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  • Q&A with Australian Health Practitioners

    What causes ADD/ADHD in children?

  • Find a professional to answer your question

  • Serving the interests of children and young people with childhood language and related disorders View Profile

    At the moment there is no definitive answer to this question! There are many studies looking at genetic causes, as well as environmental causes (such as post-natal brain injury, exposure to tobacco smoke, exposure to toxic elements) but no conclusive data has yet to be determined. There is also interest in how food affects ADD/ADHD symptoms but there is again no conclusive evidence. What we do know is that ADD/ADHD is not a result of parenting and is not the child being lazy and unmotivated.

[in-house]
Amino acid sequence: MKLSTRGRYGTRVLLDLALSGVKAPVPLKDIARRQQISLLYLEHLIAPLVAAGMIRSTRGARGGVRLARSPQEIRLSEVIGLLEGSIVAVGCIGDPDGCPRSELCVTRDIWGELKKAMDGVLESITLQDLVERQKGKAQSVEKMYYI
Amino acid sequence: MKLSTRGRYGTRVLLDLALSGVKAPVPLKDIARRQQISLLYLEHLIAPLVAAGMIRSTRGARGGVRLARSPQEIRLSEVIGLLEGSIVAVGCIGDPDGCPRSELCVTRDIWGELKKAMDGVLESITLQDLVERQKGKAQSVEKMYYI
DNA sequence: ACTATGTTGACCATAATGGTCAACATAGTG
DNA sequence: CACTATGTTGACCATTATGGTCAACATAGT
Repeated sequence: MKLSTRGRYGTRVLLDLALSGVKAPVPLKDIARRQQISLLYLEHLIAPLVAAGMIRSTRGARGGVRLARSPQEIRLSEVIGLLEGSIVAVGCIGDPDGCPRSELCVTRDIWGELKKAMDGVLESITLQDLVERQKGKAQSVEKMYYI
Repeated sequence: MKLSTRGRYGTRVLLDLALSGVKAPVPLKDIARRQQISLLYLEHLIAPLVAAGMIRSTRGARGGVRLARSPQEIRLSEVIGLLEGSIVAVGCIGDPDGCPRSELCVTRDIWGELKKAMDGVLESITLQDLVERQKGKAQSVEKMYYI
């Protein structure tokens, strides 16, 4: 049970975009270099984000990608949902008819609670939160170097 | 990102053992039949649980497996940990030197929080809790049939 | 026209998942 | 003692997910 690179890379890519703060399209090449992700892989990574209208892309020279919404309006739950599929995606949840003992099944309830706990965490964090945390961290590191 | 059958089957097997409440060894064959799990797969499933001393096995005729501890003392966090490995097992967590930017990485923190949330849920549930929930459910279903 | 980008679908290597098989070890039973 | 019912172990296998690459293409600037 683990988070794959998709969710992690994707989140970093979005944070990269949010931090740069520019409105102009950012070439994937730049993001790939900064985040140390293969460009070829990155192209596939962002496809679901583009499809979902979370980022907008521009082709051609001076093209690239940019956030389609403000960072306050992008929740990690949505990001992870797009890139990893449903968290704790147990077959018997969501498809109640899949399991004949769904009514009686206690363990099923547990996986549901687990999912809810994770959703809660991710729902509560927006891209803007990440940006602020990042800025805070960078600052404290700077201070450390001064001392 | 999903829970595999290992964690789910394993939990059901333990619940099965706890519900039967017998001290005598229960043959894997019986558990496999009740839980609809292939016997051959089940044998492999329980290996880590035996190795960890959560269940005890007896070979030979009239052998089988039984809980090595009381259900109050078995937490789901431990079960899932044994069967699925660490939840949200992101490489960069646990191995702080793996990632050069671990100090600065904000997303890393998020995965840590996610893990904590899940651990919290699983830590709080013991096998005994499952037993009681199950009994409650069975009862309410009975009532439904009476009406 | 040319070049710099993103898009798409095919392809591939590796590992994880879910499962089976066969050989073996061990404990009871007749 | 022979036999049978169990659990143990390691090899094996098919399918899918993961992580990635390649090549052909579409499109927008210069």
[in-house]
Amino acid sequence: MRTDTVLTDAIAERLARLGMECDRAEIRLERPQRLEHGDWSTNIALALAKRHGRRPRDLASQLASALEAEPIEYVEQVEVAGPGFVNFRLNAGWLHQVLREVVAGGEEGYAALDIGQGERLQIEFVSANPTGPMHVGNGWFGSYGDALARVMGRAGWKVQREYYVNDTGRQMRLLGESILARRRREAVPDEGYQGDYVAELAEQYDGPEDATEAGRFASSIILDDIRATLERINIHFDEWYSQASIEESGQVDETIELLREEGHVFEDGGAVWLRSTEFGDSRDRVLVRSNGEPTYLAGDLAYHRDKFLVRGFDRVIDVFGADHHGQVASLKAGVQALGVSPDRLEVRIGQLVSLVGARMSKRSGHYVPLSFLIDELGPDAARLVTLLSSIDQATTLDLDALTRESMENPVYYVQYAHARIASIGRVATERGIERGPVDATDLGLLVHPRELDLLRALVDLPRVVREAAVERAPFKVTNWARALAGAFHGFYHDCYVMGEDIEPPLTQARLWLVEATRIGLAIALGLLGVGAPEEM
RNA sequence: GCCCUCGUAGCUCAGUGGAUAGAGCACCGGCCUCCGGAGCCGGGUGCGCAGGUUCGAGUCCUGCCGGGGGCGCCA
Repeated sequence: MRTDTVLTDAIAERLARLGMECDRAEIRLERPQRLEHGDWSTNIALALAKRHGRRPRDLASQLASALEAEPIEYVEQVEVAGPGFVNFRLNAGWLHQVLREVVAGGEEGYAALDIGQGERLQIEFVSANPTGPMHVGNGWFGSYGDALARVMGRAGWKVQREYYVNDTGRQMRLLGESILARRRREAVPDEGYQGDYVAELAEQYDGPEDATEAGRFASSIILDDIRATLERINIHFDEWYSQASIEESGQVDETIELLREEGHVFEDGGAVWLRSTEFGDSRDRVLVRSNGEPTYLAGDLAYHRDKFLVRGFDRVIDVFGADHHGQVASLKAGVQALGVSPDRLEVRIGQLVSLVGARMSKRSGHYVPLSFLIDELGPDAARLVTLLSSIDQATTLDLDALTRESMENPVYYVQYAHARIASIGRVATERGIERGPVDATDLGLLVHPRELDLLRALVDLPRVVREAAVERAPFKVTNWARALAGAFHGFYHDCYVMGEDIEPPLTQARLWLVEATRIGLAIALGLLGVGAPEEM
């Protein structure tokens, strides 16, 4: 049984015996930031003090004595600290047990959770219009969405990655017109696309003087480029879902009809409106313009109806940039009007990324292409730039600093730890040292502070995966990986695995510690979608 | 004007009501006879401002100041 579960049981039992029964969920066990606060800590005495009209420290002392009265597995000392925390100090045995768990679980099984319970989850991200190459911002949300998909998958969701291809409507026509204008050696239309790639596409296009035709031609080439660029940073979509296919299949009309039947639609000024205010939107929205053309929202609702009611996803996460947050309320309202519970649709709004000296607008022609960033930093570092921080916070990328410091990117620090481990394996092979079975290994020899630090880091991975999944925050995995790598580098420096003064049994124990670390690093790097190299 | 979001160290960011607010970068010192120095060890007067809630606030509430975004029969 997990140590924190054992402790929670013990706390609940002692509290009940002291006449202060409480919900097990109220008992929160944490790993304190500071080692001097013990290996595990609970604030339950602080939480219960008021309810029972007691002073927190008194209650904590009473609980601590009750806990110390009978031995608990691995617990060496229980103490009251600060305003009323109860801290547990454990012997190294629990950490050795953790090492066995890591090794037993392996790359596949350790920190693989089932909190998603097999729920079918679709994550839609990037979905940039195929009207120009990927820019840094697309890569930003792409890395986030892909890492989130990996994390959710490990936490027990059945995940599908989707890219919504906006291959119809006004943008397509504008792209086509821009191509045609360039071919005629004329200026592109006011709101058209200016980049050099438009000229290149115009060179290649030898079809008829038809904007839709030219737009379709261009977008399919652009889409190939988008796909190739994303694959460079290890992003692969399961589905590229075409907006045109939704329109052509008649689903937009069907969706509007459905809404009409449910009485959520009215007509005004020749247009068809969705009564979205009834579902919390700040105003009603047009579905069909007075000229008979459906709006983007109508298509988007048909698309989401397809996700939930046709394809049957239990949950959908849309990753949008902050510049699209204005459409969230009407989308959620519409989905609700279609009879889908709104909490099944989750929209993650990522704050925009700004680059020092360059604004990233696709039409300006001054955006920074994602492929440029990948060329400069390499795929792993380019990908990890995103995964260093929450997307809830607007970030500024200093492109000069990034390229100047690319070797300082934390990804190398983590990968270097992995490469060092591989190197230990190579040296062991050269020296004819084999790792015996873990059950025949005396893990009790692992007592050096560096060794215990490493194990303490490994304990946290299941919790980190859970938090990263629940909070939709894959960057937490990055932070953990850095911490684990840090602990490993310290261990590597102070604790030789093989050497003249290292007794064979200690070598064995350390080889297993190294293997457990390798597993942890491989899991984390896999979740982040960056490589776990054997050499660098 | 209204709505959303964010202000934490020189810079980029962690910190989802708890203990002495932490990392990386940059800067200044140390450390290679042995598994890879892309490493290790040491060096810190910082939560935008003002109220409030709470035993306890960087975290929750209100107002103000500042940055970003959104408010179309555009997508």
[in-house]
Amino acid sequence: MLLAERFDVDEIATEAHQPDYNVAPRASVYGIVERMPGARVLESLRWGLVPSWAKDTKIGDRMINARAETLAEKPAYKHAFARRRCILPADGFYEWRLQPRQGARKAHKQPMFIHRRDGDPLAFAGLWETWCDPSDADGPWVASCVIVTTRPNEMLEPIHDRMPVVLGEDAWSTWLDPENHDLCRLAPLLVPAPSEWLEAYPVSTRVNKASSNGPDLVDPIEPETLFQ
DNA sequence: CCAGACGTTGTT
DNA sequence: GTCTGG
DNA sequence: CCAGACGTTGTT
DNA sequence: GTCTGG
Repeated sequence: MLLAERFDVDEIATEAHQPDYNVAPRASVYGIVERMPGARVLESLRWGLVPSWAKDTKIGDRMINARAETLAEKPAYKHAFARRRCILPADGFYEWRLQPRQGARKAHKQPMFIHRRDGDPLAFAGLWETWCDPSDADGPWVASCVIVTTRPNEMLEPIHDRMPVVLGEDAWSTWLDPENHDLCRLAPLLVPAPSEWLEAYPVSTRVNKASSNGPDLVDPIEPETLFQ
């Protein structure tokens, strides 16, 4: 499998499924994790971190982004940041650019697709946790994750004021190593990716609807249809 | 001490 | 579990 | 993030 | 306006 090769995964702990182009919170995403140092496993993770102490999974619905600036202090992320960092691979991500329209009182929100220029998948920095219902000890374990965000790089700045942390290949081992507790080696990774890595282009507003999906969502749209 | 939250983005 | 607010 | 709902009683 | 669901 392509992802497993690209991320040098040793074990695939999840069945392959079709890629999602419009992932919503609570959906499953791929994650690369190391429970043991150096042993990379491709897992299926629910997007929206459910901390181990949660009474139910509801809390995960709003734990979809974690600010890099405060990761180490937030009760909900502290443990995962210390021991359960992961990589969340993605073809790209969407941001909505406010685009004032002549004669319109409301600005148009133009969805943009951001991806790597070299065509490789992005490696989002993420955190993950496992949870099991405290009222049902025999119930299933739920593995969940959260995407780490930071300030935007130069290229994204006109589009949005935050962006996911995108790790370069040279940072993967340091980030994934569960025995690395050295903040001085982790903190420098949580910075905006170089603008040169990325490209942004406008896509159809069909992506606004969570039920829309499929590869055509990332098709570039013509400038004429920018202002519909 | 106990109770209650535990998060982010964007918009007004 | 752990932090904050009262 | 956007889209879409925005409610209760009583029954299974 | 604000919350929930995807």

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    Dr Simon Kinsella

    Clinical Psychologist, Psychologist

    Dr Simon Kinsella is a Melbourne based clinical psychologist, who has been practicing since 1993. Currently he is the Director of Corporate and Personal Consulting, … View Profile

    Adding to what has been said above (by CHI.L.D) we also know that making the diagnosis is a difficult process.  Sometimes young people (and adults) present with symptoms like ADD (for example poor concentration) that actually have a different cause, such as depression or auditory processing problems.  Getting the diagnosis right is critical.

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    I am a dietitian/nutritionist with extensive research experience into diet/nutrition and children’s behaviour; Mediterranean-style whole food diet; and parental influences on young children’s diets. In … View Profile